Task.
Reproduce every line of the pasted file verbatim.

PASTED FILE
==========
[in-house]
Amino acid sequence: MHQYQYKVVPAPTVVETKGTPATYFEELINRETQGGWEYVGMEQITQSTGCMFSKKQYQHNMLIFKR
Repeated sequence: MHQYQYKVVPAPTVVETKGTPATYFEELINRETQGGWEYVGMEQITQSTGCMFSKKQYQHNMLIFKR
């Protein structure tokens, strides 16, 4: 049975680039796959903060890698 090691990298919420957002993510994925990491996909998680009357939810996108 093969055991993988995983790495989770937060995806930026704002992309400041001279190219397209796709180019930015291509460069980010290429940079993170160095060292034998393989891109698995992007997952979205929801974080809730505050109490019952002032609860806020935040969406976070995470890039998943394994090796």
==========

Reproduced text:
[in-house]
Amino acid sequence: MHQYQYKVVPAPTVVETKGTPATYFEELINRETQGGWEYVGMEQITQSTGCMFSKKQYQHNMLIFKR
Repeated sequence: MHQYQYKVVPAPTVVETKGTPATYFEELINRETQGGWEYVGMEQITQSTGCMFSKKQYQHNMLIFKR
């Protein structure tokens, strides 16, 4: 049975680039796959903060890698 090691990298919420957002993510994925990491996909998680009357939810996108 093969055991993988995983790495989770937060995806930026704002992309400041001279190219397209796709180019930015291509460069980010290429940079993170160095060292034998393989891109698995992007997952979205929801974080809730505050109490019952002032609860806020935040969406976070995470890039998943394994090796």